Mohawk offers 18,000-pound, 24,000-pound and 30,000-pound capacity mobile column lifts (the MP-18, MP-24 and MP-30, respectively) that operate hydraulically.
“The mobile column lift is great because you take the school bus, you send it 6 feet up in the air, and if by chance you’re waiting around for parts to arrive … you can put the bus on high-rise jack stands,” Perlstein says. “Those stands are going to allow you to move the columns away from the school bus and put them in an adjoining bay.”
The company’s lifts are equipped with adjustable lifting forks to accommodate wheels from 13 to 24 inches in diameter, and up to 48 inches. No wheel reducer sleeves are needed.
“If you don’t have adjustable forks [on your lift], then that’s an option that people have to buy in order to service that smaller size tire,” Perlstein explains.
Mohawk’s mobile column lifts communicate with one another through cables, which Perlstein says prevents the interference that can occur in wireless mobile column lifts.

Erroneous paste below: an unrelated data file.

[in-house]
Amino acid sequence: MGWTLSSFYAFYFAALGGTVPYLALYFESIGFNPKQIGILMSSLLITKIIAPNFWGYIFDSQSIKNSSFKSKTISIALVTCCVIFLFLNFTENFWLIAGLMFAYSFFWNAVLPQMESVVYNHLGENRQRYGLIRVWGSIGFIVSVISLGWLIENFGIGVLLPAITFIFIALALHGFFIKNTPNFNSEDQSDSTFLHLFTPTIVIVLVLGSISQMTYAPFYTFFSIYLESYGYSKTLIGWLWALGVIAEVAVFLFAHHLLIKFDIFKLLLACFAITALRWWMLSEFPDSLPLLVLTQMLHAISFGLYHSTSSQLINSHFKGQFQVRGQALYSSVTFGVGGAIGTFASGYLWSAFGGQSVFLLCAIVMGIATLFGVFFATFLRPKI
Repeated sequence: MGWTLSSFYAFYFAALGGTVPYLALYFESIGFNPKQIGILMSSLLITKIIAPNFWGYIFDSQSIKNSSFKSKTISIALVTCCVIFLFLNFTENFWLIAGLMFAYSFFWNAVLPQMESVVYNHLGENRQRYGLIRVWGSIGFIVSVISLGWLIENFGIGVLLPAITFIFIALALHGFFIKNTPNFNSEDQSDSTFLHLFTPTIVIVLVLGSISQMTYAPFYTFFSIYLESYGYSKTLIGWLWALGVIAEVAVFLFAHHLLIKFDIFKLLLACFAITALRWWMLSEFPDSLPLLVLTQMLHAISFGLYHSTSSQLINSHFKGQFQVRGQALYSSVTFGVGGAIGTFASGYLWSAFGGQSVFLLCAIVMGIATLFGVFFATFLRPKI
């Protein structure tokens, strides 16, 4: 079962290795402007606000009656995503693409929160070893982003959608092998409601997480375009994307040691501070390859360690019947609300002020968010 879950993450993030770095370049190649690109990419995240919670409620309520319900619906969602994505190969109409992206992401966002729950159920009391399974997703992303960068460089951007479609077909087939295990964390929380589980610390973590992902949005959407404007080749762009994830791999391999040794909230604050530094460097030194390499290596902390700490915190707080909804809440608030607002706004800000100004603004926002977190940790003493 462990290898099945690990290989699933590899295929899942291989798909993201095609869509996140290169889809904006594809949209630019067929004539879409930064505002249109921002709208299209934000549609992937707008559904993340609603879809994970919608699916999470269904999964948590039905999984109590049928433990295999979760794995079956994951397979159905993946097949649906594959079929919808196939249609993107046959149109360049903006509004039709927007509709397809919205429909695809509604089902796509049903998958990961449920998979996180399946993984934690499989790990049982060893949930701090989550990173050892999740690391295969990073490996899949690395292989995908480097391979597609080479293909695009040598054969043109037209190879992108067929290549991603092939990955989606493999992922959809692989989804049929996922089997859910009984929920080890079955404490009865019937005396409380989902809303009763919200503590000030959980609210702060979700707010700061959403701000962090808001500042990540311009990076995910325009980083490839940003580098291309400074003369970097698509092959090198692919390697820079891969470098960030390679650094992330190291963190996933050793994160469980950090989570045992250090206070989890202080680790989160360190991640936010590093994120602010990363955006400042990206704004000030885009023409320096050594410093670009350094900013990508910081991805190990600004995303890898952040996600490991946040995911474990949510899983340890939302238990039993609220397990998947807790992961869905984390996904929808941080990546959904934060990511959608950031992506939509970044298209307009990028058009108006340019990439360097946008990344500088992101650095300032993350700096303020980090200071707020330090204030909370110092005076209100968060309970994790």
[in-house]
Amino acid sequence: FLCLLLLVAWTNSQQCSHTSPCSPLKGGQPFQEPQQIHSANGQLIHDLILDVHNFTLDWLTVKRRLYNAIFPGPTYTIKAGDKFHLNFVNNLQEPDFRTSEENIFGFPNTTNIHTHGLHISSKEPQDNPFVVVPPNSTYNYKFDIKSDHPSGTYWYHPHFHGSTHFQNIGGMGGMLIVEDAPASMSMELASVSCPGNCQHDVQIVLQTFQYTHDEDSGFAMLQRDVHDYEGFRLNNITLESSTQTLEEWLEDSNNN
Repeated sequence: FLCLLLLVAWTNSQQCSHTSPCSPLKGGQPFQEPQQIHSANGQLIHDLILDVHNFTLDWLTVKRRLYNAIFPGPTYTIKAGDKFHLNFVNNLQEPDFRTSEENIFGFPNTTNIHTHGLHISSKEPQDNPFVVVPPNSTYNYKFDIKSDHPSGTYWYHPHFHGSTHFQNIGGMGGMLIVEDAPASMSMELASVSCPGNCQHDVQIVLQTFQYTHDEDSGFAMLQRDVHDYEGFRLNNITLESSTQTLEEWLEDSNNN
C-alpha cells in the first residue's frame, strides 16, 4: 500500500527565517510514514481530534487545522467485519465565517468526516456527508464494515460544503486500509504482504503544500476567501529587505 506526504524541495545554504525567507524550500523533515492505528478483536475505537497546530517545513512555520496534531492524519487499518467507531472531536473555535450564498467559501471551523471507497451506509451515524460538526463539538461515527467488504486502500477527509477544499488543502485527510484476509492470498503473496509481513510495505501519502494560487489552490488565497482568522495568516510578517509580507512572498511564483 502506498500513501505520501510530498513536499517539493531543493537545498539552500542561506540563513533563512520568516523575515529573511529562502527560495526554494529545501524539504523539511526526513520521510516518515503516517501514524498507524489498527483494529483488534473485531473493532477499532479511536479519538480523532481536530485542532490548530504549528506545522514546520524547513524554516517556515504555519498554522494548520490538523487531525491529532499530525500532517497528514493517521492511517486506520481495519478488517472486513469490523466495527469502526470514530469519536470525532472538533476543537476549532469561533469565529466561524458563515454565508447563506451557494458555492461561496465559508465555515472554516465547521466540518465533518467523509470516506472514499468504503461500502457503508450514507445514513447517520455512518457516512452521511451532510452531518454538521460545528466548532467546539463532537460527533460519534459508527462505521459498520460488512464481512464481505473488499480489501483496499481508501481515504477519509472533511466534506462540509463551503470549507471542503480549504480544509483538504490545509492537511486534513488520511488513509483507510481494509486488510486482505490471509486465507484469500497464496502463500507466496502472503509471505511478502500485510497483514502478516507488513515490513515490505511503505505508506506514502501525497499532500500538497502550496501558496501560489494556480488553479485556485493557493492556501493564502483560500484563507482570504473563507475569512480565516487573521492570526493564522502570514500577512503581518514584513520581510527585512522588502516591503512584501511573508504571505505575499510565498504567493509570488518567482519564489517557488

The lifts also have a safety weight gauge to indicate to a technician if the lift is overloaded, as well as a slope indicator. Mohawk’s mobile column lifts allow for a 3-degree slope.
“Garages always have sloped floors, wash drains and oil separators and things like that,” Perlstein says. “If the lift is only allowed to be used on a perfectly level floor, that’s not a good choice of lift.”
Rotary Lift’s MACH 4 mobile column lift offers versatility and time-saving features, according to Northeast Regional Fleet Manager Jay Ashworth.
The lift’s hydraulic cylinder “is inverted and the chrome piston rod is protected from debris and damage at all times, extending the life of the product and substantially reducing maintenance costs,” Ashworth says.
Retractable cord reels keep the cables that connect the lift’s columns out of the way and off the floor. The lift, Ashworth says, can go from wired to wireless and back again with the “flip of a switch.”
He adds that the lift automatically re-establishes communication between columns if the signal is dropped, so there is no need to reset communication errors.
The lift is battery operated with an onboard, waterproof charger, which Ashworth says can be used in wash bays.